Appeal from order of Court of Common Pleas of Schuylkill County, Jan. T., 1966, No. 364, in case of Commonwealth ex rel. John Berkery v. David N. Myers, Superintendent.
Edward F. Kane, with him Bean, DeAngelis, Tredinnick & Giangiulio, for appellant.
William D. Hutchinson, Assistant District Attorney, with him Harry W. Lightstone, District Attorney, for appellee.
Ervin, P. J., Wright, Watkins, Montgomery, Jacobs, Hoffman, and Spaulding, JJ. Opinion by Ervin, P. J. Hoffman, J., dissents.
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This is an appeal from an order of the court below dismissing appellant's petition for writ of habeas corpus after hearing and argument. The petition was filed November 18, 1965.
This is the second time the case has been before us. In Com. v. Staino, 204 Pa. Superior Ct. Ct. 319, 204 A.2d 664 (allocatur refused by the Supreme Court, 204 Pa. Superior Ct. xxxvii), we affirmed the conviction of this defendant on a charge of burglary in an opinion filed November 12, 1964. At the trial the tacit admission of the co-defendant Staino to a signed confession of a confederate, Robert Poulson, implicating
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the defendant Staino, was admitted into evidence after Staino either remained silent or stated, "I have nothing to say." This evidence was received under the well established Pennsylvania doctrine of tacit admissions and our Supreme Court, in an opinion filed April 24, 1967 in the case of Com. ex rel. Staino v. Cavell, 425 Pa. 365, 228 A.2d 647, sustained the conviction.
In that opinion our Supreme Court held that the decision of the United States Supreme Court in Miranda v. Arizona, 384 U.S. 436, 86 S. Ct. 1602 (1966), ruling that such evidence is not constitutionally permissible against an accused in state court criminal trials, was not to be applied retroactively to cases in which the judgment was finalized prior to June 13, 1966, the date of the pronouncement in the Miranda case. The present case was finalized on November 12, 1964 when we affirmed the conviction of the appellant in a direct appeal, our Supreme Court subsequently having refused an allocatur.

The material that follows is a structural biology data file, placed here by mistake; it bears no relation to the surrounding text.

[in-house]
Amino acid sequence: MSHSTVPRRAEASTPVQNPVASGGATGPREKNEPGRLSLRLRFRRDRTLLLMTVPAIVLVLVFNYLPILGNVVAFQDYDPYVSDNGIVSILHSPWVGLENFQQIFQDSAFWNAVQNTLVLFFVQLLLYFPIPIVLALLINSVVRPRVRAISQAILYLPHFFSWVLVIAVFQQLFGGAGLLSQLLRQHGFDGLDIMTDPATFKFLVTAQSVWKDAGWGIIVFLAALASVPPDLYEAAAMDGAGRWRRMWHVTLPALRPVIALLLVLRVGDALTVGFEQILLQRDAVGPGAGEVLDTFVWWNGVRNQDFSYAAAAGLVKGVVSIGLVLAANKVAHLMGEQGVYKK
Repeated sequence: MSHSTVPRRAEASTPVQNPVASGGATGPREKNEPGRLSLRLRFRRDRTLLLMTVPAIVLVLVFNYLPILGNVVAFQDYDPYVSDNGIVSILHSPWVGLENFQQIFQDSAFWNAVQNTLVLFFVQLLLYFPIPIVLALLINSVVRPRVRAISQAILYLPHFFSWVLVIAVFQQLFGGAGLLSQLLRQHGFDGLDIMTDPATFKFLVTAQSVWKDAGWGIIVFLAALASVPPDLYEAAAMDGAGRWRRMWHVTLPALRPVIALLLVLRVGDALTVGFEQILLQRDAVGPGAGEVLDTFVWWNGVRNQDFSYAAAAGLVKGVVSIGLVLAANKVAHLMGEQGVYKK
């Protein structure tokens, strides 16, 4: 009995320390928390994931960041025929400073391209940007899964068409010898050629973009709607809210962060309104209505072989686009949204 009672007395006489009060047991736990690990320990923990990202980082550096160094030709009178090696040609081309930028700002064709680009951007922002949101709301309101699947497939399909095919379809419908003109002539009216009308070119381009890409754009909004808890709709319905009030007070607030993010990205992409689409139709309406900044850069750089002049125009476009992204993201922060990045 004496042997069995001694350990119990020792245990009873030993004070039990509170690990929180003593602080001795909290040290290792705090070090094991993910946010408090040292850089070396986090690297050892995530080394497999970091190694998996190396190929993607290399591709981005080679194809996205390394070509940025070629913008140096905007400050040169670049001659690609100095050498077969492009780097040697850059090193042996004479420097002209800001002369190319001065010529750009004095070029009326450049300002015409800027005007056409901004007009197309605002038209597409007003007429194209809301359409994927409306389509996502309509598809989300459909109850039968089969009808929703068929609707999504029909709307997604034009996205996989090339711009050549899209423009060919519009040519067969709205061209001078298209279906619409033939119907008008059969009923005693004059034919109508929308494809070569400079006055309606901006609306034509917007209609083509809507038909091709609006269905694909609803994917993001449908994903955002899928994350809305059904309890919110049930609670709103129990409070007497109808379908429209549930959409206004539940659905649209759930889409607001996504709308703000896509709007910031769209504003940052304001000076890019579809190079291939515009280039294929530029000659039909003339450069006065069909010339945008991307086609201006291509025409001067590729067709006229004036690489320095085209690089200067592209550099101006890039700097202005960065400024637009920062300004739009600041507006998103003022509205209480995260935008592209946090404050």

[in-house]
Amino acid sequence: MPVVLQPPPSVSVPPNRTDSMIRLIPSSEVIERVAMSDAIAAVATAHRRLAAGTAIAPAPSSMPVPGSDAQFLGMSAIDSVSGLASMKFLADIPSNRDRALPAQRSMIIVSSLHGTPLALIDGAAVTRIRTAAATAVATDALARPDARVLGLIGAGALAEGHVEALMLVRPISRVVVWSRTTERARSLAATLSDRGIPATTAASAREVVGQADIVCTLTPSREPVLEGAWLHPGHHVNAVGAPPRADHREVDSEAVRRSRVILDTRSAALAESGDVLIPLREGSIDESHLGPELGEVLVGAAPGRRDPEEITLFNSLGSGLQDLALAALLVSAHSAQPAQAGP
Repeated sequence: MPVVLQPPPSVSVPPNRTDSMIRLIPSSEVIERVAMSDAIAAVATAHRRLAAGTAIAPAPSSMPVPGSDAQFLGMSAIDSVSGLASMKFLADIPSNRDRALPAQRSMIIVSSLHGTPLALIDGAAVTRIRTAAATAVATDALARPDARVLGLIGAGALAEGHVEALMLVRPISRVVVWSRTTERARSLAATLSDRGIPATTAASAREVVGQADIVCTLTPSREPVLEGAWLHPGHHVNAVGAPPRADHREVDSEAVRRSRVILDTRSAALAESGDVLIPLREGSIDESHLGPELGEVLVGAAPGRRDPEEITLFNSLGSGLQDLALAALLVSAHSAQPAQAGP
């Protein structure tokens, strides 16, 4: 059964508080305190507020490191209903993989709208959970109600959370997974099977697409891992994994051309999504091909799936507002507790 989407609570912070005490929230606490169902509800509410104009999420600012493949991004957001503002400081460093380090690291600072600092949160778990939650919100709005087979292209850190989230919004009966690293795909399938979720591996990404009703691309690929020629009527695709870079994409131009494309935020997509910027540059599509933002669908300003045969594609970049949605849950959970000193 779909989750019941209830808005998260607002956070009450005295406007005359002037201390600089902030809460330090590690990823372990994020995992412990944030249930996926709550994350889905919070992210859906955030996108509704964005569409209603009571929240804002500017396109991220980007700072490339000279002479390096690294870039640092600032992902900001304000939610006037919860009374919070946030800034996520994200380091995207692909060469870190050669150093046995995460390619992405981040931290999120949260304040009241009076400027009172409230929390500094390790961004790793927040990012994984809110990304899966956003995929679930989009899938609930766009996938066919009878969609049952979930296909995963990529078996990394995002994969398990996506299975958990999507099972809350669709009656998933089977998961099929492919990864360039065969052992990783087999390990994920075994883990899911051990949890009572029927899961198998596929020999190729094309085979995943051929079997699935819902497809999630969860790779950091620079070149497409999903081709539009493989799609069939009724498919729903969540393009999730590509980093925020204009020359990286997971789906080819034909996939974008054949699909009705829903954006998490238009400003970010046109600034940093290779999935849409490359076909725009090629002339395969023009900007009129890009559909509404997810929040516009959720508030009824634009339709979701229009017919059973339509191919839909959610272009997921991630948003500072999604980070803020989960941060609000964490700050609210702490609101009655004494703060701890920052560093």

Counsel for appellant Berkery now argues that the tacit admission of Staino to the signed confession of Poulson (in which Berkery was also implicated) amounted to a confession by Staino and that the court should have instructed the jury with respect to Staino's alleged confession as it applied to Berkery. He argues in the next breath that when Staino said, "I have nothing to say", the only logical construction of this statement is that he, Staino, was not admitting to anything whatsoever. Notwithstanding this inconsistency, we believe that the court's instruction to the jury clearly met this objection. The court charged as follows: "In connection with this statement, that is, Poulson's statement, we say to you at this point, as we have during the course of the trial, that, Defendant Berkery not having been present, the statement would have no connection, as far as this case is concerned, in regard to Defendant Berkery inasmuch as he was not present
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when Captain Ferguson read the Poulson statement to Staino. Berkery was not there at the time, and hence, that portion of the evidence cannot be considered by you in ...